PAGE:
The Cattlemen’s Education Series is a collaborative effort to advance grassroots education on topics that improve cattle production efficiency, profitability and sustainability. The partnership builds on other successful programs currently in NCBA’s Producer Education portfolio, such as Stockmanship & Stewardship, Cattlemen’s College and the Cattlemen’s Webinar Series. The Cattlemen’s Education Series provides grants for state affiliates to host timely and relevant education sessions for their local members.

“Corn plays an important role in the cattle industry, and NCGA is excited about this opportunity to help enhance cattle operations through the Cattlemen’s Education Series,” according to Bruce Peterson, chairman of NCGA’s feed fuel and industrial action team. “Partnering with NCBA on this project will not only provide a benefit to cattle producers, it will also provide an opportunity to share research on the value corn and corn-based feed ingredients provide within feed rations.”

Learn more in the NCBA news release online.

Robust Beef and Pork February Exports

Both the volume and value of U.S. meat protein exports was higher in February. The possibility of a trade war with China could quickly change that trajectory, hence the volatility in futures markets. Exports of all proteins were higher in February and, more importantly, the value of U.S. exports rose sharply. Below are some of the key highlights:

Beef: Total shipments of U.S. fresh/frozen and cooked beef in February were 74,554 metric tons (mt), 9.5% higher than a year ago. The increase came despite a decline in U.S. exports to Japan, which remains the top market for U.S. beef. Shipments to Japan in February were 17,264 mt, 13% lower than a year ago. But exports to Hong Kong at 10,216 mt., were 38% higher than a year ago, offseting the lost sales to Japan. South Korea demand remains very strong and exports there were 14,789 mt, 23% higher than a year ago. The Japanese safeguard tariff, which was raised to 50% last summer, went down to 38.5% on April 1. The lower tariff and the decline in U.S. fed cattle prices should bolster U.S. exports to this market in Q2.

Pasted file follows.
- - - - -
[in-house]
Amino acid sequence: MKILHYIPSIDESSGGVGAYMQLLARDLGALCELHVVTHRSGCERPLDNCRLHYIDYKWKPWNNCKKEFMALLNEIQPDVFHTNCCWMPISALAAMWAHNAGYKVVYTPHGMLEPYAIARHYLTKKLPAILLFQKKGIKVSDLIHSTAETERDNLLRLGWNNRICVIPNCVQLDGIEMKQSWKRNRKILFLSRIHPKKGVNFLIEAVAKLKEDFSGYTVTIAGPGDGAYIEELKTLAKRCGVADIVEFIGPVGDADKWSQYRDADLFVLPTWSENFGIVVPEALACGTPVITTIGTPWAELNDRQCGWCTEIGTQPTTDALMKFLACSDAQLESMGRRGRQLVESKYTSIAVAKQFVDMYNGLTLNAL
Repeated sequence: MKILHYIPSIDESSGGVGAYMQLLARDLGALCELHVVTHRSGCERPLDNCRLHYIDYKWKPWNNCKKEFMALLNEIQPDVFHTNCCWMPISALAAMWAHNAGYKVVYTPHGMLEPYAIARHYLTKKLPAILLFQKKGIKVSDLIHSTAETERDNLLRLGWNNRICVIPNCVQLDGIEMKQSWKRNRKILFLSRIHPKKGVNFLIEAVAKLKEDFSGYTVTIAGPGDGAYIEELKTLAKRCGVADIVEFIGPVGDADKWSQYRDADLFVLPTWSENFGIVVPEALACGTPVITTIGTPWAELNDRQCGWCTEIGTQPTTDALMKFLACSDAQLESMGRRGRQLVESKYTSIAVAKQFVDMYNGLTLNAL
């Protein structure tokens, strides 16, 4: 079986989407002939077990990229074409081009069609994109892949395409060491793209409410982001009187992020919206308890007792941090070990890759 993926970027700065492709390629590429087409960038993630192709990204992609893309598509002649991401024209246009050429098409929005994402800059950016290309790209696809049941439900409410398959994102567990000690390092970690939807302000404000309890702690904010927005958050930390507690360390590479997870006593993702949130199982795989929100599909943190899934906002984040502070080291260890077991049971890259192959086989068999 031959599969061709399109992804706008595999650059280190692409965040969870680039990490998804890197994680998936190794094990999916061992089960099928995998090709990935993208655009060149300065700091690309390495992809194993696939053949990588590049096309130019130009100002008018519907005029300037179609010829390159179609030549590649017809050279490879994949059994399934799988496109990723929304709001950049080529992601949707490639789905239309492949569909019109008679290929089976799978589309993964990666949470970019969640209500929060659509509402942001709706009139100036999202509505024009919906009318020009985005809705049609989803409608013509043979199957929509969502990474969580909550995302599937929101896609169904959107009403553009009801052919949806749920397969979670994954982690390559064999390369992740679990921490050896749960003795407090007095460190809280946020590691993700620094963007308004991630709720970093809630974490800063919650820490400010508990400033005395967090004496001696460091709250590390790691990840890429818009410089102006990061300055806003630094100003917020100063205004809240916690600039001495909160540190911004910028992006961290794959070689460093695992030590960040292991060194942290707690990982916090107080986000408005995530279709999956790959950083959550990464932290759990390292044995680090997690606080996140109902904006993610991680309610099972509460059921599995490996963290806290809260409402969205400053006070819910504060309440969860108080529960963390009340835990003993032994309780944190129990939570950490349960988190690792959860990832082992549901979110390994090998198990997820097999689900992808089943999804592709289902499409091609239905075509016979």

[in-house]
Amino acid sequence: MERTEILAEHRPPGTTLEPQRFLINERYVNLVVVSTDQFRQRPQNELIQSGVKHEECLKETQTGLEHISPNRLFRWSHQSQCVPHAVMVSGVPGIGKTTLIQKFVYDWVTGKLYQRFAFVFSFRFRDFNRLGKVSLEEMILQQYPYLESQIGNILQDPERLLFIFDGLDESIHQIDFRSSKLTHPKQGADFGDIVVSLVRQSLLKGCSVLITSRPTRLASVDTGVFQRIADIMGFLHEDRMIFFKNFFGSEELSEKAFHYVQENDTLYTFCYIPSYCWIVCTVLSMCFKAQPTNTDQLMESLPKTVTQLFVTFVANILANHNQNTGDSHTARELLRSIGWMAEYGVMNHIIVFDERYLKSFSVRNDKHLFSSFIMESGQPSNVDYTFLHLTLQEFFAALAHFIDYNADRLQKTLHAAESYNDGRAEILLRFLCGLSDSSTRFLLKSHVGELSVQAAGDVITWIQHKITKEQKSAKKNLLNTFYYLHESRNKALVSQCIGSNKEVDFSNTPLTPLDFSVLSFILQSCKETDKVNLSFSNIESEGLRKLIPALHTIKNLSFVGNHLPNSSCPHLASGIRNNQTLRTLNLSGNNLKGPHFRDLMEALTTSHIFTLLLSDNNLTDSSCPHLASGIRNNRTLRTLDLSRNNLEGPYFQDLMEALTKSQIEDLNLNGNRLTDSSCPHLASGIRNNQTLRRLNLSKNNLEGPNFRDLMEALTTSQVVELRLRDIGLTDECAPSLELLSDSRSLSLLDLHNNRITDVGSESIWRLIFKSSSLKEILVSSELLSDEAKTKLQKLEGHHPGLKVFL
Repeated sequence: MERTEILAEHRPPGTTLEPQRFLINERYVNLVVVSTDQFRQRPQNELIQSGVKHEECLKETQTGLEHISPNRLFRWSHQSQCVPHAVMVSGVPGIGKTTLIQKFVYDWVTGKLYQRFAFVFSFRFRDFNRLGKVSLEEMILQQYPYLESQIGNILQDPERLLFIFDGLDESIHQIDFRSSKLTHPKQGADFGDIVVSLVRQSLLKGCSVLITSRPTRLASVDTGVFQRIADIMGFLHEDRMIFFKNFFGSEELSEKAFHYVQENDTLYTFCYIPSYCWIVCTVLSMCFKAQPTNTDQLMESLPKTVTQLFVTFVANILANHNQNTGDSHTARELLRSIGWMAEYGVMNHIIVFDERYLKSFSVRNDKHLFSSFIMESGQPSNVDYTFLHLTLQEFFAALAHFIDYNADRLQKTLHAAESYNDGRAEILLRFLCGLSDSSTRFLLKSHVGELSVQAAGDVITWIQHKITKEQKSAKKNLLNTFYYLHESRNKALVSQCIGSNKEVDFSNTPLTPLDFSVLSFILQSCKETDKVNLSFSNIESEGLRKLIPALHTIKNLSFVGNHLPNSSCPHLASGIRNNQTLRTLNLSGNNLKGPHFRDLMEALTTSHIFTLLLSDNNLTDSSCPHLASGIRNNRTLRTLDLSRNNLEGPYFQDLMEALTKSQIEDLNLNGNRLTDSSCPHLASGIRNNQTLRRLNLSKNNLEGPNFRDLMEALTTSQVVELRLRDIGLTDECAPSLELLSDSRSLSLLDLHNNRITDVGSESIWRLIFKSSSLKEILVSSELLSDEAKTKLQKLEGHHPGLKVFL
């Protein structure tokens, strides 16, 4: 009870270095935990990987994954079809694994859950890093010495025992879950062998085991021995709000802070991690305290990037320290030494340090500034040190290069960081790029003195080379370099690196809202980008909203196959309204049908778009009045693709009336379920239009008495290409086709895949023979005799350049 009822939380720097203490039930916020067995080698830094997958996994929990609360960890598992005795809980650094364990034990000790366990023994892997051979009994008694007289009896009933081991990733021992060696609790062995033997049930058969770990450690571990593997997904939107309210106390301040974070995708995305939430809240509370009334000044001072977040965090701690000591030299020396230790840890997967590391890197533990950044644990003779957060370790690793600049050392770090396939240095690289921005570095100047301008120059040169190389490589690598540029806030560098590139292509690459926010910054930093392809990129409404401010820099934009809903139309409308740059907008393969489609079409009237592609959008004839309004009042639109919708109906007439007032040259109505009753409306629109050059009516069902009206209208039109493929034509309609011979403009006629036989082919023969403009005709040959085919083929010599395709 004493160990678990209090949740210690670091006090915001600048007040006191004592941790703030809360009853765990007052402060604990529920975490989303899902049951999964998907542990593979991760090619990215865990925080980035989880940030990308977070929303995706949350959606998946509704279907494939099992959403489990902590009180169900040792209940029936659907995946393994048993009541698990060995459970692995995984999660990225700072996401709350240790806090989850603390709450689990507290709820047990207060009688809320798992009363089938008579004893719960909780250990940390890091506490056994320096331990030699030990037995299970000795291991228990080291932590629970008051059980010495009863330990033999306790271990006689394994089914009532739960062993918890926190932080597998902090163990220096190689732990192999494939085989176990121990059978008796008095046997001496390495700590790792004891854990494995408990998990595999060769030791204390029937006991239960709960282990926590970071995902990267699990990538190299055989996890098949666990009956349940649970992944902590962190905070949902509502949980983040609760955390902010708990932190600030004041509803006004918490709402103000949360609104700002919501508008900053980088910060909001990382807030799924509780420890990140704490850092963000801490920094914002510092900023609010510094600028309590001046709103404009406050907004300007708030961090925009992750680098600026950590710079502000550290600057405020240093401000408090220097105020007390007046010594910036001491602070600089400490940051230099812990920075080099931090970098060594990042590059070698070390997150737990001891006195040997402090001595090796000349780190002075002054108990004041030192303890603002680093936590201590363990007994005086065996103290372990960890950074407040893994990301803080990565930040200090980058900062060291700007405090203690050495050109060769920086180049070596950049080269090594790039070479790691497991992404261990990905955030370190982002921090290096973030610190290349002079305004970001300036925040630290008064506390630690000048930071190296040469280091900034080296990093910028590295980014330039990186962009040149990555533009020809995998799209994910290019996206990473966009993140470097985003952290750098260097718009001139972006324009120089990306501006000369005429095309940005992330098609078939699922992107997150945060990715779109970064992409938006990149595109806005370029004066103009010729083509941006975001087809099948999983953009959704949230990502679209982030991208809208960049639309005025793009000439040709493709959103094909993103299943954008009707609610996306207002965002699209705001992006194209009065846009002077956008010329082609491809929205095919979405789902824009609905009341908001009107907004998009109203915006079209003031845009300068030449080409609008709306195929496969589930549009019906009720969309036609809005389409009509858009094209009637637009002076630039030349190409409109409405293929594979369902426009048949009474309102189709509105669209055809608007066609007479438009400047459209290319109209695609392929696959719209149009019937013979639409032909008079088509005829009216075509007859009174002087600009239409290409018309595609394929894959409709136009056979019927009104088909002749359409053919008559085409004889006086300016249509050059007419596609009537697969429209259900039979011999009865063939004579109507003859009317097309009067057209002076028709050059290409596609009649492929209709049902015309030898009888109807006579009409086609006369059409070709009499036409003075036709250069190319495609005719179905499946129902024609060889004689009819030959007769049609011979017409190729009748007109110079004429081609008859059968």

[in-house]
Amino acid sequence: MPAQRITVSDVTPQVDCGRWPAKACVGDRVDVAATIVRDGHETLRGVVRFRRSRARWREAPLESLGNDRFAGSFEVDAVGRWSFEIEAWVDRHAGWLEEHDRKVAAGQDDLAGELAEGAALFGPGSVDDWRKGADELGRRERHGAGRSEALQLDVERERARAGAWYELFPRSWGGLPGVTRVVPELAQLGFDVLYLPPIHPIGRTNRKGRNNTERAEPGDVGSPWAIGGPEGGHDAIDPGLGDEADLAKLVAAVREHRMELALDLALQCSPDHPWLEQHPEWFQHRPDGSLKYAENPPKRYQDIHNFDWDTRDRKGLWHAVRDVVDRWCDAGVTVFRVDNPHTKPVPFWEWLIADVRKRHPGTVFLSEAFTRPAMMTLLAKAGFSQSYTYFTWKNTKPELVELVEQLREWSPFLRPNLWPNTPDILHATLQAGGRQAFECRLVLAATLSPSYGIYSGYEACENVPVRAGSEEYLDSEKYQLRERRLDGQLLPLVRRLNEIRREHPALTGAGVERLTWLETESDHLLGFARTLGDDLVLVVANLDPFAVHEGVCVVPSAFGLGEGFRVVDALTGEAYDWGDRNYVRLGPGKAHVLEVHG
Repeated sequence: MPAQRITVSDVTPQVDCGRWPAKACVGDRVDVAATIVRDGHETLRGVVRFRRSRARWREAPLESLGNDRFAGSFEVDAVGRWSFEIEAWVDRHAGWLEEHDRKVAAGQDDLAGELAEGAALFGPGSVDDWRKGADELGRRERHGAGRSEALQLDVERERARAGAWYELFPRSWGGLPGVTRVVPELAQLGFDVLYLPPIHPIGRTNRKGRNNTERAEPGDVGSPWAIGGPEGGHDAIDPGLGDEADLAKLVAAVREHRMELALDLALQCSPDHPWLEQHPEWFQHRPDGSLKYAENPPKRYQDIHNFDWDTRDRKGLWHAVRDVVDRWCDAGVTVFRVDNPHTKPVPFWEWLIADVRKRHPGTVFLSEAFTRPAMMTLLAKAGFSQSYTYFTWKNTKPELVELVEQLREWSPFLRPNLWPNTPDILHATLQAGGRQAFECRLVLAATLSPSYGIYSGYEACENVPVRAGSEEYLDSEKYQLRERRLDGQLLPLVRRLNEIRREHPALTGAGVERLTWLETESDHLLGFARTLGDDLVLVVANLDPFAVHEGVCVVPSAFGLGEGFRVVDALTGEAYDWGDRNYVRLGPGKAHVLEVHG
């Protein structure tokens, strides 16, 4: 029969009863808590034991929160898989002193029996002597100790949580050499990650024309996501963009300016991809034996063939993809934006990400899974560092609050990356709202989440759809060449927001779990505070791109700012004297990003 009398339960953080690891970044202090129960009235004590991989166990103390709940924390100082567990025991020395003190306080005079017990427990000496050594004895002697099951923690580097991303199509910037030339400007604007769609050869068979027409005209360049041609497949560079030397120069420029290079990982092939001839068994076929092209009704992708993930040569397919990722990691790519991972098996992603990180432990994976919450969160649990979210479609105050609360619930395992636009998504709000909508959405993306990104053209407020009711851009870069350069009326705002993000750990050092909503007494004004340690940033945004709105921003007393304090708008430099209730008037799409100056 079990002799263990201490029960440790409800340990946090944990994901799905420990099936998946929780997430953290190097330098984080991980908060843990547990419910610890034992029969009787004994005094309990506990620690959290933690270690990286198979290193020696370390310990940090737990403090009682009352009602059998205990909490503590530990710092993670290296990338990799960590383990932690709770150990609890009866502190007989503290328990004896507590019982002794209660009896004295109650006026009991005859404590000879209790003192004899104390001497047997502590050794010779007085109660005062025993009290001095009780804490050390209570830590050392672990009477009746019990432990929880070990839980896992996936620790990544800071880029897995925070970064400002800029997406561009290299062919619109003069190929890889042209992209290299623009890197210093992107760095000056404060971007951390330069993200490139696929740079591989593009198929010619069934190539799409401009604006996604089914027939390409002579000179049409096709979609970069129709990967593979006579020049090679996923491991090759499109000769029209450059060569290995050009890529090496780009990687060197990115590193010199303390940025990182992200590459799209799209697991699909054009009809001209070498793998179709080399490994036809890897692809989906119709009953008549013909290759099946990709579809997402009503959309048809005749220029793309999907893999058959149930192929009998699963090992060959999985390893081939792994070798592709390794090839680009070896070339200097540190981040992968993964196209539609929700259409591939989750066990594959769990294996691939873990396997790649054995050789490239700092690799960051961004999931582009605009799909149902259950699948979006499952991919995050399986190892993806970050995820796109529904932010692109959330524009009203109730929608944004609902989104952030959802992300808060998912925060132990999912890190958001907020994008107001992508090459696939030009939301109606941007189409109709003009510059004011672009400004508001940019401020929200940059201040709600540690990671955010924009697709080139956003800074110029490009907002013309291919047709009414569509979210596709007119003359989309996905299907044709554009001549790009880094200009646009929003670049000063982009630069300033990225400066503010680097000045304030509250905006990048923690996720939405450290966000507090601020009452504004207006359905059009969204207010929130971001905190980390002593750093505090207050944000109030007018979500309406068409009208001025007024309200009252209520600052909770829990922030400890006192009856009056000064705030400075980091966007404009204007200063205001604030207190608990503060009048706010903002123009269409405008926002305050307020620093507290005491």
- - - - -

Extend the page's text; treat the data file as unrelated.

Read the full report online at

Cattlemen Respond to ‘Ill-Conceived’
Endangered Species Act Lawsuit

Earlier this week, an organization called Friends for Animals launched a lawsuit against the U.S. Fish and Wildlife Service, asking for the agency to give a herd of non-native, feral horses in Montana protection under the Endangered Species Act (ESA). Friends for Animals is proceeding with the lawsuit despite the fact that rapidly exploding feral horse populations are starving on the range, damaging Western landscapes, and causing irreparable harm to native flora and fauna.

“The organizations pushing ill-conceived actions on feral horses are willfully ignoring the facts,” said Dave Eliason, president of the Public Lands Council. “The science is crystal clear: There are no wild horses in North America, and haven’t been for 10,000 years. If we continue to allow the least informed among us to lead the debate, the plight facing these feral horses will worsen and the health of our rangelands could be lost beyond repair.”

On April 3, 2018, Friends of Animals filed a complaint against Ryan Zinke and Greg Sheehan in their official capacities, challenging the U.S. Fish and Wildlife Service for declaratory and injunctive relief by failing to list the Pryor Mountain wild horse population as threatened or endangered.